Wednesday, April 15, 2015


I challenge myself every year to relate everything back to a word or concept. Last year it was clarity. This year it is balance. I don't do new year's resolutions but have found it much more interesting to think of a word or concept and relate ideas back to it. To that end I've been pondering the concept of ontological guilt or anxiety as it relates to balance. It's been a while since I've studied Existentialism but basically ontological guilty is a concept where our ability to choose (free will) brings with it guilt or regret or anxiety. Did I make the right choice?  What if?  Anyone who has experienced buyer's remorse understands this concept on a more concrete level. There are also other sources of said guilt such as Interpersonal guilt which comes from our awareness of our subjectivity and inability to truly understand another person or our guilt about our relationship with nature.

Obviously this is a HUGE concept to talk about here but let's see what I can tackle in roughly 500 words.

To this point I have defined balance as an active state. I introduced a concept I coined the "fluid normal." I talked about empathy as a function of being in the present. I also talked about fear and anxiety being caused by too much willful will and not trusting yourself to the water of fluidity.  I also talked about "yes, and" and life as a grand improvisation. The common thread to all of these is uncertainty which is the very definition of ontological guilt and anxiety. It is part of the function of the human mind to find order in chaos. This is mostly based on patterns. The mind learns what probably will happen. I think this almost happens to the point where we forget that the universe, at least in my opinion, is chaotic. The anomalies are sources of cognitive dissonance and a reminder that we do actually have free will and that we don't have all the answers.

I think part of the response this creates is that we all walk around feeling guilty. It also doesn't help that our government and many religions are fraught with rules that are impossible to follow to the letter. In some religions people are even taught that we are all sinners: all guilty. As a consequence even the most pious person feels "guilty" of something. The #1 overused expression in the English language is "I'm sorry." If a word gets used to much it ceases to have meaning. I fear this has happened with apologies.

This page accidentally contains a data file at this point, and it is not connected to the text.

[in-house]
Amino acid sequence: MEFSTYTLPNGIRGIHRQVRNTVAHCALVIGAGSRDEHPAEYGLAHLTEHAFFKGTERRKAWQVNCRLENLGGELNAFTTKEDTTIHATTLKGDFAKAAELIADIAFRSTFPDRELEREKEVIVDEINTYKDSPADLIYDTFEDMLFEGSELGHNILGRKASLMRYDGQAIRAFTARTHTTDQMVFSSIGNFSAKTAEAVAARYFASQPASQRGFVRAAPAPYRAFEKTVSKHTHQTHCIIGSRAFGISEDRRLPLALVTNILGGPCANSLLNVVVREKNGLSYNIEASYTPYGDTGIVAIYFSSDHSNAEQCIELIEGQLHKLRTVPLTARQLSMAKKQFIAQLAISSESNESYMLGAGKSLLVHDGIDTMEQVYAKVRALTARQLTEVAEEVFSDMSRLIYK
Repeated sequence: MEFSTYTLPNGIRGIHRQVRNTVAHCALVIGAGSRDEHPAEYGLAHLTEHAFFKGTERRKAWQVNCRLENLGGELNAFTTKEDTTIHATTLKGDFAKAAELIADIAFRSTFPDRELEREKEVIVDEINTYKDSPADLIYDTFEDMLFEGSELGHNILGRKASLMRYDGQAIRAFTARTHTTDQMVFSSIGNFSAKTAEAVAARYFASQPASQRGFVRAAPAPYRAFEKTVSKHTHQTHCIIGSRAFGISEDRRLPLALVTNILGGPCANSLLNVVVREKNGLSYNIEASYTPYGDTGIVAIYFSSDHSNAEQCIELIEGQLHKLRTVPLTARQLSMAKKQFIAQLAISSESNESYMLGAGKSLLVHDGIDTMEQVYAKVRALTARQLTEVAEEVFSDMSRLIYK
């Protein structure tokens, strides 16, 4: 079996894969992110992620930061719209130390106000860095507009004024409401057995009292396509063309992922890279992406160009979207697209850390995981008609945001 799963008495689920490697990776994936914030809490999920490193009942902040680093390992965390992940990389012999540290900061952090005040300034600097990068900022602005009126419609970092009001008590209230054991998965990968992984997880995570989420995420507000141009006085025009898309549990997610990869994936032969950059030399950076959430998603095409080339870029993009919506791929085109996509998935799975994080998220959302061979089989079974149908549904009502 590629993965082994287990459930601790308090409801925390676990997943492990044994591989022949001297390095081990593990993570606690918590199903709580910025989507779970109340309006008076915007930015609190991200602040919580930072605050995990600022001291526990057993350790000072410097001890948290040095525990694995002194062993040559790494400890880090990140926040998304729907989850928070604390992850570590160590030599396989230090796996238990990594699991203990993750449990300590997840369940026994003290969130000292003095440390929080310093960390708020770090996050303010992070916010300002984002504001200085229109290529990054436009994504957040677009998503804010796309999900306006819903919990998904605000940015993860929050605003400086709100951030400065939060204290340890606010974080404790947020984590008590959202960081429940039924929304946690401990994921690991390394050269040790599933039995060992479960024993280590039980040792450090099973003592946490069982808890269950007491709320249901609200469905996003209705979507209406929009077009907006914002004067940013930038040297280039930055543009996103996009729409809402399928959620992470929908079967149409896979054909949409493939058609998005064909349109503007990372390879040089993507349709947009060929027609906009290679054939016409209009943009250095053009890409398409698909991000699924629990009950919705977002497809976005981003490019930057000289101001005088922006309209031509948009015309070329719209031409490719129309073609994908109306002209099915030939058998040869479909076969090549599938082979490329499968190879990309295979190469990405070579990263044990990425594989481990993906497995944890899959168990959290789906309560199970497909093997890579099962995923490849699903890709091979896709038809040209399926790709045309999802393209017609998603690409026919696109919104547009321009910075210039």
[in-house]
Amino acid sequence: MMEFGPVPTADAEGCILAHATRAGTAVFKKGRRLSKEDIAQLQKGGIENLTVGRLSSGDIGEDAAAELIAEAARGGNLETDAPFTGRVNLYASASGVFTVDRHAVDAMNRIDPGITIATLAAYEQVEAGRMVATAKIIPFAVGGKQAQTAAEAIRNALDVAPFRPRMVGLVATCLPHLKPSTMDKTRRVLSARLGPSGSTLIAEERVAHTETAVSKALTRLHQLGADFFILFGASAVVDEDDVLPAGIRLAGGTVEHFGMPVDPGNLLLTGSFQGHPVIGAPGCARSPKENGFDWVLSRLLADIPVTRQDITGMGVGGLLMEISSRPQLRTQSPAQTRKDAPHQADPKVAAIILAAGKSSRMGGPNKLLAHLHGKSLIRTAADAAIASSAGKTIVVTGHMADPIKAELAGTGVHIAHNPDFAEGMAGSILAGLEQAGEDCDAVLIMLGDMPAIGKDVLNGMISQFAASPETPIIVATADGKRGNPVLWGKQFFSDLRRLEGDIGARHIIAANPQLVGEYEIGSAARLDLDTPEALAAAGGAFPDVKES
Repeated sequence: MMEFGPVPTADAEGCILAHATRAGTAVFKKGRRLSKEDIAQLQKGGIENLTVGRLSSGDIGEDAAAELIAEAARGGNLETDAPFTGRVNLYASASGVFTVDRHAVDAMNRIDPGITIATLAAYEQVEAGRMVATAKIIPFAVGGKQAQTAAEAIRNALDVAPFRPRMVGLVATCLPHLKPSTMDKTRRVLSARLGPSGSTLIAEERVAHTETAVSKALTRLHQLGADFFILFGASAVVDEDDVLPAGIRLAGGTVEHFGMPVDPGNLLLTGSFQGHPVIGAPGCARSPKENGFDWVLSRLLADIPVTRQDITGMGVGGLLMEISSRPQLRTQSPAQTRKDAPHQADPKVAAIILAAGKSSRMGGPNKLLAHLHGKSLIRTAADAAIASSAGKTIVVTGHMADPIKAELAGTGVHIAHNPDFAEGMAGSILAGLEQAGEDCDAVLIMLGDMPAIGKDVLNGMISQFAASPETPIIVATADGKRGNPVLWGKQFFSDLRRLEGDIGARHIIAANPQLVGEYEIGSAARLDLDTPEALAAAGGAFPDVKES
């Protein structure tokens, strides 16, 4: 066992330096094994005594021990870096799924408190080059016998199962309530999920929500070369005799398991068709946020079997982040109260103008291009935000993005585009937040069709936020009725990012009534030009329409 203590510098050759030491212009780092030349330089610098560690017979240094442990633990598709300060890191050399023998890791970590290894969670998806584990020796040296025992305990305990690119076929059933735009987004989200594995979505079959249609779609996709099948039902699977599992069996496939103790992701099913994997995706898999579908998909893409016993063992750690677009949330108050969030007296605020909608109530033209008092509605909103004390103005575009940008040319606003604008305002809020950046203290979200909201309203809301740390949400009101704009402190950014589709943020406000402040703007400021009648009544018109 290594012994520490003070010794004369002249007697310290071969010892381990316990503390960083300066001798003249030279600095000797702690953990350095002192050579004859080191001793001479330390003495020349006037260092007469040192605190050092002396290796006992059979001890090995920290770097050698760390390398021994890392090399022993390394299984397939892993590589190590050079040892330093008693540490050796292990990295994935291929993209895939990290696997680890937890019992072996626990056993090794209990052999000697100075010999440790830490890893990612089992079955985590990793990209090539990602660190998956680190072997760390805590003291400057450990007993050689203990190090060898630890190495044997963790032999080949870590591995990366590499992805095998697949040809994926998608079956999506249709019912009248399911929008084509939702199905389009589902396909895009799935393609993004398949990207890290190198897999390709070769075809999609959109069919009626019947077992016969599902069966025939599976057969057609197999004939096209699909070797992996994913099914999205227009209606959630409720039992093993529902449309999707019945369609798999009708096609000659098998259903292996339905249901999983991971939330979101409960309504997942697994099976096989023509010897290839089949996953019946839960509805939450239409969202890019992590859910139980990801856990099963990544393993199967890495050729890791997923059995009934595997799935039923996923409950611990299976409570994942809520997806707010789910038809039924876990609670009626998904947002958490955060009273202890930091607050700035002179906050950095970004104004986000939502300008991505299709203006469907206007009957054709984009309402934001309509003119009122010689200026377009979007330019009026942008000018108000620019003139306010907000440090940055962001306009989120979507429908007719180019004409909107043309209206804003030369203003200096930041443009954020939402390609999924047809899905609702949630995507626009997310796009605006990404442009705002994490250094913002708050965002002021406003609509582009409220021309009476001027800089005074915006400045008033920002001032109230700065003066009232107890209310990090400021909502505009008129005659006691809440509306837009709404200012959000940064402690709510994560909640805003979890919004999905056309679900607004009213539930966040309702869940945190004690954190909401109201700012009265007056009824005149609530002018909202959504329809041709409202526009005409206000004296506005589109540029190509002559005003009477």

The consequence of all this guilt in my opinion is we are never truly living in the present. I find it a funny paradox because "mindfulness" and "being present" have become buzz words.  Kind of a western neo-Buddhist thought. We try to talk of being present, but all the while different aspects of society pile on guilt. The reason why I see this as a paradox is guilt is necessarily feeling regret about what you have done (past) and feeling anxiety about the choices you will make (future). With all this attention to the past and future I think it is impossible to be in the present.

I'll leave you with one final thought about a source of guilt. I think the core of many of these rules and law are to conquer base human traits. While some of this is important for a functioning society others are completely out of our control. Feeling guilty because you covet a piece of cake, or buy something that you think is too fancy, or have lustful thoughts about someone, or drive a little too fast, or spend too much time on social media, or order the 1/2 lb burger instead of the 1/4 lb.  To me these are all attempts to get one up on the universe. That pursuit is a noble one in my opinion but it has unintended consequences. One that immediately pops to mind is it creates a moral high ground. This is fine but this moral high ground is often used to throw stones. To judge. Basically we are giving the individual, ourselves, license to be yet another source of guilt for others in an attempt to absolve ourselves of guilt. I actually have a little chuckle when I think of this because trying to get an advantage on the universe is a futile pursuit because you're it.  You can't get one up on yourself.  

My takeaway from this and my thoughts as it applies to balance? I try to have my feelings about actions be driven by the intention behind the action. To me this is where the juicy stuff is.                     

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